Combined effects of laser-ICG photothermotherapy and doxorubicin chemotherapy on ovarian cancer cells Article (Faculty180)

cited authors

  • Tang, Yuan; McGoron, Anthony J


  • Doxorubicin (DOX) is an anthracycline antibiotic widely used in cancer chemotherapy. Its use is limited by cardiac toxicity and drug resistance. Hyperthermia can aid the functionality of DOX, but current hyperthermia delivery methods are hard to apply selectively and locally. The slow temperature increase associated with the external heating may lead to thermal tolerance in cancer cells. The FDA approved dye indocynine green (ICG) has been demonstrated to absorb near-infrared (NIR) light at 808 nm (ideal for tissue penetration) and emit the energy as heat, making it an ideal agent for localized hyperthermia with a rapid rate of temperature increase. The purpose of this study was to investigate the in vitro cytotoxic effect of combined chemotherapy and hyperthermia to a DOX resistant ovarian cancer cell line (SKOV-3). The effect of two different heating methods, ICG induced rapid rate heating and an incubator induced slow rate heating, were compared. All the experiments were conducted in 96-well plates. Cells were subjected to different concentrations of DOX and 60 min 43 degrees C incubation or 5 microM of ICG with 1 min 808 nm NIR laser. SRB assay was used to measure cell proliferation. ICG itself without laser irradiation was not toxic to SKOV-3 cells. The two types of hyperthermia individually produced similar cytotoxicity. DOX by itself was toxic with an IC(50) value of about 5 microM. Hyperthermia in combination with DOX achieved significantly greater cell killing/growth inhibition at all DOX concentrations compared to DOX alone. A subadditive cytotoxic effect was observed by combining DOX and 60 min 43 degrees C incubation which lead to a lowered DOX IC(50) value of about 1 microM. This value was even lower with 1 min laser-ICG photothermotherapy (0.1 microM) and, though not statistically significant, a synergistic effect may exist between DOX and laser-ICG photothermotherapy. The rate of heating may have an effect on chemotherapy-hyperthermia interaction. In conclusion, the combination of photothermal therapy and chemotherapy may provide a valuable tool for cancer treatment with minimized side effect.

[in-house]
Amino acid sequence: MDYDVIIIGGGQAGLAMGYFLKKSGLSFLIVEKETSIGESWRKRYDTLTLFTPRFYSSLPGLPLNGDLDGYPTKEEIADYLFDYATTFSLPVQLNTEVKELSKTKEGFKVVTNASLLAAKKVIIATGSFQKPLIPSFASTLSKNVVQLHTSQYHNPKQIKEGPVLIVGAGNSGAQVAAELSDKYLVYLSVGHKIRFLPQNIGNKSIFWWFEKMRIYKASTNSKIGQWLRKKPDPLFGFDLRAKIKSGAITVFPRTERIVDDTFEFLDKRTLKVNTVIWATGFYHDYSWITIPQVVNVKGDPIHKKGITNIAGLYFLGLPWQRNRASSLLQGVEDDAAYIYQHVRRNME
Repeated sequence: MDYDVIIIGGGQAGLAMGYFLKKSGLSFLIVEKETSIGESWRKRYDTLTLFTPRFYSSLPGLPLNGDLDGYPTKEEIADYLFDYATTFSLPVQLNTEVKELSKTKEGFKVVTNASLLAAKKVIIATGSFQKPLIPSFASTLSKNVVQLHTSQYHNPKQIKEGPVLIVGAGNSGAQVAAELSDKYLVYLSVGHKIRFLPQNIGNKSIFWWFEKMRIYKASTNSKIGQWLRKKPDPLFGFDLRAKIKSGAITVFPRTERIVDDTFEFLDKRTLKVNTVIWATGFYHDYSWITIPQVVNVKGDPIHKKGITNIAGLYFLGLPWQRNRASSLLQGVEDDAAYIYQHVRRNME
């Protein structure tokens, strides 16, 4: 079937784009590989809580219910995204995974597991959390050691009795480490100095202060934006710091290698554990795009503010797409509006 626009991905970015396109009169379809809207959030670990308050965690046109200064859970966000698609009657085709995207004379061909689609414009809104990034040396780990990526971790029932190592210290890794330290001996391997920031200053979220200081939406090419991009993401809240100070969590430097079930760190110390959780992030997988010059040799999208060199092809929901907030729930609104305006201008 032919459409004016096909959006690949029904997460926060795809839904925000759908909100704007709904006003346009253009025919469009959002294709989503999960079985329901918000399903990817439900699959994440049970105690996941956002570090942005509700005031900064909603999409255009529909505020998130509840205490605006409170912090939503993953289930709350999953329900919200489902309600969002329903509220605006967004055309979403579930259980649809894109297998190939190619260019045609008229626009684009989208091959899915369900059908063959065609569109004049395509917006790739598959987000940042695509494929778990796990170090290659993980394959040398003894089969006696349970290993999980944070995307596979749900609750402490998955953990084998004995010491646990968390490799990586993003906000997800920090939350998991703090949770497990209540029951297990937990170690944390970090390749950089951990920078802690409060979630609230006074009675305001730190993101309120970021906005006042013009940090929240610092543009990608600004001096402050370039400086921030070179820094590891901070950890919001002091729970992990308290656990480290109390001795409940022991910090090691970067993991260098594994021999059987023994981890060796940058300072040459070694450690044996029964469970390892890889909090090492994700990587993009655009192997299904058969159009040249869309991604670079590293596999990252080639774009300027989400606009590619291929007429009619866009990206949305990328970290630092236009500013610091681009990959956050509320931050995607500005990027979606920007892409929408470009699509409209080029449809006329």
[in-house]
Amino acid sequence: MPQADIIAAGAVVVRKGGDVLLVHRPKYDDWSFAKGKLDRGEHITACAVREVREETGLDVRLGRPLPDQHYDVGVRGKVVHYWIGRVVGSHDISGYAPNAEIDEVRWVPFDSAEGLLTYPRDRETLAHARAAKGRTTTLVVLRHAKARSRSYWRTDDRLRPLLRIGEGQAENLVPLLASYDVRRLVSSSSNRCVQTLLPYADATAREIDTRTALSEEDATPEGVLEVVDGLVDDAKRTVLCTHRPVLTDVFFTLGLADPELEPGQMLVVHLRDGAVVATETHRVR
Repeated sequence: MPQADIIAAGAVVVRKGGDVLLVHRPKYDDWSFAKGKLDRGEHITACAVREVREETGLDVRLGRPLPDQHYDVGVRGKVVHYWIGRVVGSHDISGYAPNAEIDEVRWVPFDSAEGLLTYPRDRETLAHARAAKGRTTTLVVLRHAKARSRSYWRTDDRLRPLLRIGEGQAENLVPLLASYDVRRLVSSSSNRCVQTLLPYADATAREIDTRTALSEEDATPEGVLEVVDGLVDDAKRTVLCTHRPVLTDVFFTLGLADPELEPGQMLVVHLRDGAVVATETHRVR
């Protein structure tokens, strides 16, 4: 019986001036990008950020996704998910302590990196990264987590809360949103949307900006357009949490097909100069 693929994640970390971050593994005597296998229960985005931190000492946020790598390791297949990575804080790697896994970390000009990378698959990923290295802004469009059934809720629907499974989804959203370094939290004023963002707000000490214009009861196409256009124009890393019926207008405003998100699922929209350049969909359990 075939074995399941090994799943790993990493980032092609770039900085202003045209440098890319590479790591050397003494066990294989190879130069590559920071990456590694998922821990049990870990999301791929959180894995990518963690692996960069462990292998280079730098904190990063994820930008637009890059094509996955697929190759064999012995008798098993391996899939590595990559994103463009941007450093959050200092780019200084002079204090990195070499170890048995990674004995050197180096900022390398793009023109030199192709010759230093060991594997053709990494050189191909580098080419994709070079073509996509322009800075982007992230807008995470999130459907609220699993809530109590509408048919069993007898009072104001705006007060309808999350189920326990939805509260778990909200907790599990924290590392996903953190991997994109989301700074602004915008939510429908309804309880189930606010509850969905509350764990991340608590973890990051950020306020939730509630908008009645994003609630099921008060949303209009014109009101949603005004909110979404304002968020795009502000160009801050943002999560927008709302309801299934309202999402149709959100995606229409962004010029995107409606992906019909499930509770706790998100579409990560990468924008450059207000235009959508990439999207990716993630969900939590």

publication date

  • 2009

start page

  • 138

end page

  • 44


  • 97